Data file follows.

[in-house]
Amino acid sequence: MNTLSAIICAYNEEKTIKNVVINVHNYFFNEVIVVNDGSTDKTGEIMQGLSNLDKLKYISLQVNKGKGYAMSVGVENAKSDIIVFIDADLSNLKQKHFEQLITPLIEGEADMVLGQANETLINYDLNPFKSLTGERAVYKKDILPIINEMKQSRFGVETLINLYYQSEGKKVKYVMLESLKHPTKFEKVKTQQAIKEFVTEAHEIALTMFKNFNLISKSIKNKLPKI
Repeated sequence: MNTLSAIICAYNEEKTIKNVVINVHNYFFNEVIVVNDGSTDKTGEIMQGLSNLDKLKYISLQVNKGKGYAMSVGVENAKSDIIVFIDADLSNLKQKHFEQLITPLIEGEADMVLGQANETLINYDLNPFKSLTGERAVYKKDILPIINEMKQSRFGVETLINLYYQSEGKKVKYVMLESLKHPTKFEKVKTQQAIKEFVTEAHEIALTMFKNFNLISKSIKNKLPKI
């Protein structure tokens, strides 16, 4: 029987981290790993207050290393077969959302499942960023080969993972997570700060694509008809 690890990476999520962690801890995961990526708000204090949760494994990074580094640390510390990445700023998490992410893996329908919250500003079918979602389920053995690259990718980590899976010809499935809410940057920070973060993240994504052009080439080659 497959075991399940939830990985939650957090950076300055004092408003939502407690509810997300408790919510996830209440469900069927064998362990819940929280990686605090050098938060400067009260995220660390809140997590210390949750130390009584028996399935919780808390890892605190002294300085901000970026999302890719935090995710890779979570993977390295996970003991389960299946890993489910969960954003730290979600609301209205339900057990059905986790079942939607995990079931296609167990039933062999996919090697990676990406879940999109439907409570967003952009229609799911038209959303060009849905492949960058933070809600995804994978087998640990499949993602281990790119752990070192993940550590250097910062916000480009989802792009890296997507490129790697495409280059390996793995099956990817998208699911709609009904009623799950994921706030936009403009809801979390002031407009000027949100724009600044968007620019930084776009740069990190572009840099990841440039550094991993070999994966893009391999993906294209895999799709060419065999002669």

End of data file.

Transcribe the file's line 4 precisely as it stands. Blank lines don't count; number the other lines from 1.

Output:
């Protein structure tokens, strides 16, 4: 029987981290790993207050290393077969959302499942960023080969993972997570700060694509008809 690890990476999520962690801890995961990526708000204090949760494994990074580094640390510390990445700023998490992410893996329908919250500003079918979602389920053995690259990718980590899976010809499935809410940057920070973060993240994504052009080439080659 497959075991399940939830990985939650957090950076300055004092408003939502407690509810997300408790919510996830209440469900069927064998362990819940929280990686605090050098938060400067009260995220660390809140997590210390949750130390009584028996399935919780808390890892605190002294300085901000970026999302890719935090995710890779979570993977390295996970003991389960299946890993489910969960954003730290979600609301209205339900057990059905986790079942939607995990079931296609167990039933062999996919090697990676990406879940999109439907409570967003952009229609799911038209959303060009849905492949960058933070809600995804994978087998640990499949993602281990790119752990070192993940550590250097910062916000480009989802792009890296997507490129790697495409280059390996793995099956990817998208699911709609009904009623799950994921706030936009403009809801979390002031407009000027949100724009600044968007620019930084776009740069990190572009840099990841440039550094991993070999994966893009391999993906294209895999799709060419065999002669």